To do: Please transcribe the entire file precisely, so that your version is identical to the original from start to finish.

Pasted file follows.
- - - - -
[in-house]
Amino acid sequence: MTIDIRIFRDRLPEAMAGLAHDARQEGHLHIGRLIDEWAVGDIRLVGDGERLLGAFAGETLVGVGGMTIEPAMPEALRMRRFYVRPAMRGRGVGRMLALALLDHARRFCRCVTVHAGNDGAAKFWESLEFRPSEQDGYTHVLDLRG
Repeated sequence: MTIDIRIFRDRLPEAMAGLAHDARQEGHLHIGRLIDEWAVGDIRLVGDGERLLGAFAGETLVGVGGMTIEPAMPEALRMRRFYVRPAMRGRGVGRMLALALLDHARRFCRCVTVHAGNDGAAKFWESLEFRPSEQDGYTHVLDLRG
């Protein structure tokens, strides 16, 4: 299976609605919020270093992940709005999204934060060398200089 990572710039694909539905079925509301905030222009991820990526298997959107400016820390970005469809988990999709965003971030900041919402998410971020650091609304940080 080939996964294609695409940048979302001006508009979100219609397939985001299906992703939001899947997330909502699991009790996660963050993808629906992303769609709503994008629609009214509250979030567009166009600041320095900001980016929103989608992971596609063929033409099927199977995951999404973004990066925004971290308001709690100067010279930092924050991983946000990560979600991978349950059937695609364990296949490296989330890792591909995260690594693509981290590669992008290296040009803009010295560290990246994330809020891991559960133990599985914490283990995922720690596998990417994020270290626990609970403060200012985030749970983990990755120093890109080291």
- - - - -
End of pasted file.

[in-house]
Amino acid sequence: MTIDIRIFRDRLPEAMAGLAHDARQEGHLHIGRLIDEWAVGDIRLVGDGERLLGAFAGETLVGVGGMTIEPAMPEALRMRRFYVRPAMRGRGVGRMLALALLDHARRFCRCVTVHAGNDGAAKFWESLEFRPSEQDGYTHVLDLRG
Repeated sequence: MTIDIRIFRDRLPEAMAGLAHDARQEGHLHIGRLIDEWAVGDIRLVGDGERLLGAFAGETLVGVGGMTIEPAMPEALRMRRFYVRPAMRGRGVGRMLALALLDHARRFCRCVTVHAGNDGAAKFWESLEFRPSEQDGYTHVLDLRG
């Protein structure tokens, strides 16, 4: 299976609605919020270093992940709005999204934060060398200089 990572710039694909539905079925509301905030222009991820990526298997959107400016820390970005469809988990999709965003971030900041919402998410971020650091609304940080 080939996964294609695409940048979302001006508009979100219609397939985001299906992703939001899947997330909502699991009790996660963050993808629906992303769609709503994008629609009214509250979030567009166009600041320095900001980016929103989608992971596609063929033409099927199977995951999404973004990066925004971290308001709690100067010279930092924050991983946000990560979600991978349950059937695609364990296949490296989330890792591909995260690594693509981290590669992008290296040009803009010295560290990246994330809020891991559960133990599985914490283990995922720690596998990417994020270290626990609970403060200012985030749970983990990755120093890109080291």